Buyer Sues Dealer For Private Car Sale

Feb 10, 2023 2 min read
Buyer Sues Dealer For Private Car Sale

Always ask questions and remain skeptical when car shopping…

A news story out of the Raleigh, North Carolina area of a woman suing a car dealership for a private party sale at first sounds confusing. However, as you dig through the details what you get is a nice warning of some of the shady practices used car lots might engage in to sell a problem vehicle.

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According to the local report, a woman found a supposed private party Toyota Solara for sale. When she met up with the seller, that man had her follow him to a car dealership but insisted she was buying the vehicle from him, not the dealer. That’s a red flag.

What’s more, the Toyota had a salvage title, something the seller explained away as only minor damage. That’s another red flag. It sounds like the woman allowed herself to be pressured into the sale when she should’ve just walked away. Anytime a deal has red flags like who’s actually selling the vehicle to you, a salvage title, or unexplained damage, it might be best to just find something else.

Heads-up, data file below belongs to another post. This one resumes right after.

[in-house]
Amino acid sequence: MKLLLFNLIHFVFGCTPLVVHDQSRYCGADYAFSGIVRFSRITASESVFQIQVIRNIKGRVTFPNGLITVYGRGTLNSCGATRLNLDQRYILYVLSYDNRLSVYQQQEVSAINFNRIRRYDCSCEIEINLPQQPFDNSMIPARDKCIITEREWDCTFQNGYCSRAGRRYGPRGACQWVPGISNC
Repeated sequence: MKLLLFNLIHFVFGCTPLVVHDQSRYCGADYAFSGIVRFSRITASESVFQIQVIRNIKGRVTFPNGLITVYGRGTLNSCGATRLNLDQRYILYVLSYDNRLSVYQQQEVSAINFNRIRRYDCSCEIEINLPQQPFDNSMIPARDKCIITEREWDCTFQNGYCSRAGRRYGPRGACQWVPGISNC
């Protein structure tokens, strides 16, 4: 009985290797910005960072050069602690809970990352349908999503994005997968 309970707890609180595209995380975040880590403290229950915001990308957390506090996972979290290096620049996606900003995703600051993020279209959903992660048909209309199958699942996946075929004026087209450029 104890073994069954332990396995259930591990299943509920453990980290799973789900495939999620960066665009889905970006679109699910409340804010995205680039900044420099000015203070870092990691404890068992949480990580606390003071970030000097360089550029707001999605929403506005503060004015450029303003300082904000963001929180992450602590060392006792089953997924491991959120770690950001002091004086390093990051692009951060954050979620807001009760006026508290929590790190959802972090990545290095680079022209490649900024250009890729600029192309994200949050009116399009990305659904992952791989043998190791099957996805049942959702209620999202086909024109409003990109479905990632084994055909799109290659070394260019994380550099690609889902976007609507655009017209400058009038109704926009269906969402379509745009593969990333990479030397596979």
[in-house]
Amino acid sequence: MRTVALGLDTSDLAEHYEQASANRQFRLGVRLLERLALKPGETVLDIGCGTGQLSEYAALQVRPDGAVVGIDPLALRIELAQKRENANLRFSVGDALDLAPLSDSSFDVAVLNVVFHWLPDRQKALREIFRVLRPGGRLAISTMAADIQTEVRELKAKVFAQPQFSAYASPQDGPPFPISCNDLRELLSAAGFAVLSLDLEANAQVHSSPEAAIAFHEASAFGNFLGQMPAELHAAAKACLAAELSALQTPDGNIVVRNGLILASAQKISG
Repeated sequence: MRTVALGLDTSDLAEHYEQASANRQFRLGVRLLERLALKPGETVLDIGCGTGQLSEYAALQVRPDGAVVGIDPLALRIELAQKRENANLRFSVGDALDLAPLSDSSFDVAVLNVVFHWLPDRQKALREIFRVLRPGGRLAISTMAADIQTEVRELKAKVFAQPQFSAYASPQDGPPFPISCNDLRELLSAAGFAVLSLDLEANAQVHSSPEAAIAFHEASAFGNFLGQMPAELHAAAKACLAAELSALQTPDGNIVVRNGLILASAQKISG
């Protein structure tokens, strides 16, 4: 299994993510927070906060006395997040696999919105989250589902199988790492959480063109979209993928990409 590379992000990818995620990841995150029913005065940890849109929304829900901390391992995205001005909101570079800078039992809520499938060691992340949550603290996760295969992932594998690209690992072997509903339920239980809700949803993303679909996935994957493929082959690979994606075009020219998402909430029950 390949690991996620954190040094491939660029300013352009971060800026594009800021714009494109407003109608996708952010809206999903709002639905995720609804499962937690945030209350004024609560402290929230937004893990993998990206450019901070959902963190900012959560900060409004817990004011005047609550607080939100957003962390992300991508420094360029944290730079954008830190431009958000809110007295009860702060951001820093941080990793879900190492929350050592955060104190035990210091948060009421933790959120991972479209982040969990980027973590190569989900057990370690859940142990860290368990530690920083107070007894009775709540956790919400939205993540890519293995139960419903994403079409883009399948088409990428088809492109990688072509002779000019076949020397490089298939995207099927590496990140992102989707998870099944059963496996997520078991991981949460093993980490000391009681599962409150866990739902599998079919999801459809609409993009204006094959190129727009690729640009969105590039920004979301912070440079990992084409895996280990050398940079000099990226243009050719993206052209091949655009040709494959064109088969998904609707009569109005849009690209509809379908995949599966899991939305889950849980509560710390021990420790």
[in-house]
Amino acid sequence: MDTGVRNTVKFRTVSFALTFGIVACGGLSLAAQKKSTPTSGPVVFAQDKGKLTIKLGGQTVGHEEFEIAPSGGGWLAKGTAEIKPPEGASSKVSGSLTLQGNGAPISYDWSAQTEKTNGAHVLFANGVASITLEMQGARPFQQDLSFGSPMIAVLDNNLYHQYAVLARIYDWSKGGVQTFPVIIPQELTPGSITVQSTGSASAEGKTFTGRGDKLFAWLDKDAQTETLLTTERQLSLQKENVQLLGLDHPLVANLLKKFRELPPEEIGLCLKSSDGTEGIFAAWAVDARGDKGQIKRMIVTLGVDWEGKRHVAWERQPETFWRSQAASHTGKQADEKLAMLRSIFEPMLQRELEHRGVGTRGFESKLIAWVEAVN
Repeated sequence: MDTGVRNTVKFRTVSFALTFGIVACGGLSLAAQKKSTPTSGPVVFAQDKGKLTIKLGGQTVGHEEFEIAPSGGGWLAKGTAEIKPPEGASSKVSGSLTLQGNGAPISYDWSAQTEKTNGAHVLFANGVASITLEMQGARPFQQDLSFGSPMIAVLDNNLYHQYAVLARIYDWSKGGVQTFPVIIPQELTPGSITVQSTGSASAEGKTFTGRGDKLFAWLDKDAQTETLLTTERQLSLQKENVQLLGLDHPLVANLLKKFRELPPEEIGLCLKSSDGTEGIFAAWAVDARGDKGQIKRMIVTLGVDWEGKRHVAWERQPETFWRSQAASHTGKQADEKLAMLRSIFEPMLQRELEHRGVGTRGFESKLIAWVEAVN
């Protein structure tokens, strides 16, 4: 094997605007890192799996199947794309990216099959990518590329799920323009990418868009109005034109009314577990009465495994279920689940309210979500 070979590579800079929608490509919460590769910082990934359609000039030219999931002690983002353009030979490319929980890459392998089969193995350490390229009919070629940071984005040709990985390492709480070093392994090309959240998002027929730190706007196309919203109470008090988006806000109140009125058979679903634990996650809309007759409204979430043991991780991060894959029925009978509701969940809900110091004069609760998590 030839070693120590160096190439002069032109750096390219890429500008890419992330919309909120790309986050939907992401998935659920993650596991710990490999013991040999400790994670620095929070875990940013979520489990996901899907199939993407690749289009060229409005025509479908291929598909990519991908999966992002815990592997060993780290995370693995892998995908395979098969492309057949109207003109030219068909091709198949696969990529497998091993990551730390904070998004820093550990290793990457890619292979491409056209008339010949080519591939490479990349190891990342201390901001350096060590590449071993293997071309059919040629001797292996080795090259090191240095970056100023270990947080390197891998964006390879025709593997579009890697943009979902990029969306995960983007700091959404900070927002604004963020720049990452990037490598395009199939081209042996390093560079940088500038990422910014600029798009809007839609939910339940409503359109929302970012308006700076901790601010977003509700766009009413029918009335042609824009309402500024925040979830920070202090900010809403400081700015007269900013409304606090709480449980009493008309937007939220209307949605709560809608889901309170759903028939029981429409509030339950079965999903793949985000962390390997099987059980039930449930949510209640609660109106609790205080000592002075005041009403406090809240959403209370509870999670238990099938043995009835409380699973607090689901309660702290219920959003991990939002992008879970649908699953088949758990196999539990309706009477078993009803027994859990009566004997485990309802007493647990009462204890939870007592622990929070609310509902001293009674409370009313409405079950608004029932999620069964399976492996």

We could ask everyone to share stories of shady dealership practices they’re experienced firsthand and would have enough material to fill a whole series of articles. There are so many jokes, etc. out there about scummy used car salesmen it’s just become part of popular culture. Yet it seems there are still plenty of members of society who don’t understand they need to stay on guard when interacting with dealers.

To be fair, you still need to stay frosty when buying from a private party. Not only are there curbside dealers and car flippers out there, some private parties are pretty deceptive and know how to cover up big problems in a vehicle.

Your best defense is always to ask plenty of questions and don’t let anyone rush you into buying a car. Dealers will try creating urgency by shoving a sales contract in your face, offering a big discount if you buy right then, or saying someone else is coming to see the vehicle shortly. Buy the car at your pace, not the seller’s.

If you do find out the car you’ve purchased has serious problems which weren’t disclosed before, you can do what this woman did and talk to an attorney. She was successful in her lawsuit and now has the money to fix all the issues with the Toyota. But it’s better to just avoid these problematic vehicles whenever possible by watching for the red flags.

Source: WRAL

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